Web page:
Archive For The “Colgate” Category
Sometimes, the lawnmower engine you’ve pull-started five times finally gets up and running after the sixth time you’ve pulled the recoil starter handle – the gas igniting, the smoke billowing, the engine humming.
And other times, after you pull the recoil starter handle, you hear the parts stirring, something in there wanting to fire, but it doesn’t. Something’s amiss – some debris, something out of tune – but the upshot is, ignition doesn’t happen.
This is the place where Lehigh football is right now.
The lawnmower that is Lehigh football has ignited – a little. The engine has had power, and created a whole lot of smoke. But in the end, each time the system has returned to rest, unable to use the power to get the job done and achieve a single victory. Things are out of tune.
It’s not ideal to have to be in a must-ignite moment against, historically, the second-biggest rival on the football schedule, the team against whom so many epic battles have occurred for the Mountain Hawks – many of them which helped determine the Patriot League Championship and FCS Playoff autobid.
And yet, here we are, with the recoil starter handle in hand, hoping that this time, the sixth time, everything is tuned correctly and everything starts firing all at the right time.
It’s recruiting season. Every incoming recruit is a Patriot League all-star, everyone is a first team all-American, everyone is undefeated. It’s all good times, a chance for kids to be admitted to some of the best Universities in the world. In that, it’s a win for everyone.
While we wait for each of the remaining recruits to be announced as a part of their recruiting classes, I thought I’d comb through all of the incoming classes of the Patriot League and tell you what sticks out to me.
This summart isn’t a ratings-based system, than folks like 247Sports have in terms of measuring the number of “starred recruits” (they list Holy Cross as the “winner”), or even a hybrid-based system, like LFN’s yearly Patsy Ratings (last seasons “winner”: Lehigh) or HERO Sports’ list of the top overall FCS recruits (which lists Lafayette as the “winner”). It’s just one guy, looking at the recruit lists, and giving his opinion.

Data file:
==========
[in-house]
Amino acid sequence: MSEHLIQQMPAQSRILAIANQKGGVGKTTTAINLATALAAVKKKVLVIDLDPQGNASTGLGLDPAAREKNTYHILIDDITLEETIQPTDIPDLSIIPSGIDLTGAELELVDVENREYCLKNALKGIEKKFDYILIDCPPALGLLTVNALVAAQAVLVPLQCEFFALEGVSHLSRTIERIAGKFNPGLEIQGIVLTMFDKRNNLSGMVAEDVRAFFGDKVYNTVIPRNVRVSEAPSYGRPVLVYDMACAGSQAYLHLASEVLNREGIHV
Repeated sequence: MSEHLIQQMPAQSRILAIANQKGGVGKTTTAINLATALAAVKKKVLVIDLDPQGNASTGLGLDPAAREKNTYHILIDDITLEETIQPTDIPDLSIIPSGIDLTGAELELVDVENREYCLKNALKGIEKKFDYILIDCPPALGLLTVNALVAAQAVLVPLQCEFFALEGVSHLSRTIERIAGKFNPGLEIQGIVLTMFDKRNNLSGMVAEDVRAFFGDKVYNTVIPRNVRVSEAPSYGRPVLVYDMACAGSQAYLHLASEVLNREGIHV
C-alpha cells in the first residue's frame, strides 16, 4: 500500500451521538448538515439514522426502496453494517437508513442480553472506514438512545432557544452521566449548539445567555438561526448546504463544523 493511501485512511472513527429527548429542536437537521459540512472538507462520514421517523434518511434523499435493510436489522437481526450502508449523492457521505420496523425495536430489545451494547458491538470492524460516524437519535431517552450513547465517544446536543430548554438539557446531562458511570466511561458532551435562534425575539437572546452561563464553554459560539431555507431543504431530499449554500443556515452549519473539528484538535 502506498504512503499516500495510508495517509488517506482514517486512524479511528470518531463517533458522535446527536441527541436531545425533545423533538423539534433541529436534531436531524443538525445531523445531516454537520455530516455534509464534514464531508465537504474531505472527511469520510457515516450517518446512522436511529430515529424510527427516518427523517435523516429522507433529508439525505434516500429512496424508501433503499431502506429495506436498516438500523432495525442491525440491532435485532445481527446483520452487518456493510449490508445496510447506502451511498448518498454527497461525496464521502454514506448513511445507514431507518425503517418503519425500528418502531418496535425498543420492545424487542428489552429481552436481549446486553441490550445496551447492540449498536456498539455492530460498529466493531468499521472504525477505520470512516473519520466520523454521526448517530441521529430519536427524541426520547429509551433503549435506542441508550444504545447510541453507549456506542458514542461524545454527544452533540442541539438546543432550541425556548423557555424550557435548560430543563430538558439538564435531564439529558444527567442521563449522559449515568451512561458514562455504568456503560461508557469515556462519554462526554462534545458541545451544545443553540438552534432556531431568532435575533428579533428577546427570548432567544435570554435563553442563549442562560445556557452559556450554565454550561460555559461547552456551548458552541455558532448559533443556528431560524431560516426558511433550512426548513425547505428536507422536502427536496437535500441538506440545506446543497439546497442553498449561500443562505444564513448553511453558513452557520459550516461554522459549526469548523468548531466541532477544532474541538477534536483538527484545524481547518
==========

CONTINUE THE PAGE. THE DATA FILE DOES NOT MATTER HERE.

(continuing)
Read more »
Perhaps you’ve heard that the Cubs, managed by a Lafayette grad called Joe Maddon, broke their more than century old championship drought vs. the Cleveland Indians last night.
The Lehigh Mountain Hawks’ championship drought isn’t quite as long as that.
But if the Brown and White hope to raise the trophy at Murray Goodman Stadium this weekend, they’ll need to break a mini-curse of their own.
It refers to the Mountain Hawks’ inability over the last four years to win both Game 10 and Game 11 on the schedule, specifically during the last four years.
There have been years that Lehigh has needed Game 10 to have a chance to win the Patriot League, but haven’t been able to get it done. There have been other years where they’ve needed Game 11 to do so, and missed.
When Games 10 and 11 have title implications, and when Lehigh wins those games, they tend to be Patriot League champs. When they lose one or the other, there tends to be the type of hurt that the Indians got to experience firsthand last night.
The Lehigh seniors almost certainly remember how that feels, on the potential last day of their playing careers at Murray Goodman Stadium.
It honestly felt like a day from another era out there on Saturday – in a good way.
In a world of bitter political debates, supposedly declining college football attendance, alleged tensions between the generations and the ongoing charges increasing collegian apathy, there it was: the official attendance total of the Colgate/Lehigh game of 9,255.
There were a multitude of reasons why people wanted to go see the game. Perhaps it was something good to do with the family on Family Weekend. Maybe it was a concerted effort to get students into the games, and keep them there, with new policies and new promotions. Maybe it was a thumb-your-nose effort at the fans who come for cocktails but don’t go enjoy the game. Maybe it was individuals, all as a unit, wanting to come out and see if this high-flying, record-setting Lehigh football team is for real.
Or maybe it was all of them; I have no idea, but I know it required a whole lot of planning and a huge amount of effort from a whole lot of people, and I’m glad they did.